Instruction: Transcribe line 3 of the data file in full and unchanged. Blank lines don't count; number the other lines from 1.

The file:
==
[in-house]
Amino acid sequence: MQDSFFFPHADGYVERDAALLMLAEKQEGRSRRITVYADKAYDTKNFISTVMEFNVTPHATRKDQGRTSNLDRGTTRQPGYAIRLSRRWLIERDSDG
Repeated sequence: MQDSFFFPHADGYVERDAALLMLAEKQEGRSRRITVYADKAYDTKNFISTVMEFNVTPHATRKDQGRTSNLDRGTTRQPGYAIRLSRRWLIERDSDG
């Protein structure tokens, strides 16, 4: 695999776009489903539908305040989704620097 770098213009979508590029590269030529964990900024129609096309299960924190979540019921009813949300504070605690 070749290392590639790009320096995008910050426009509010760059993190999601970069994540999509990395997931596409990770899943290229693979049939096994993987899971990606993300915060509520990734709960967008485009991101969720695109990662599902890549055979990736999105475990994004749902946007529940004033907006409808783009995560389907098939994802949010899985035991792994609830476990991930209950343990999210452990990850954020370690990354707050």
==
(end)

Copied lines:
Repeated sequence: MQDSFFFPHADGYVERDAALLMLAEKQEGRSRRITVYADKAYDTKNFISTVMEFNVTPHATRKDQGRTSNLDRGTTRQPGYAIRLSRRWLIERDSDG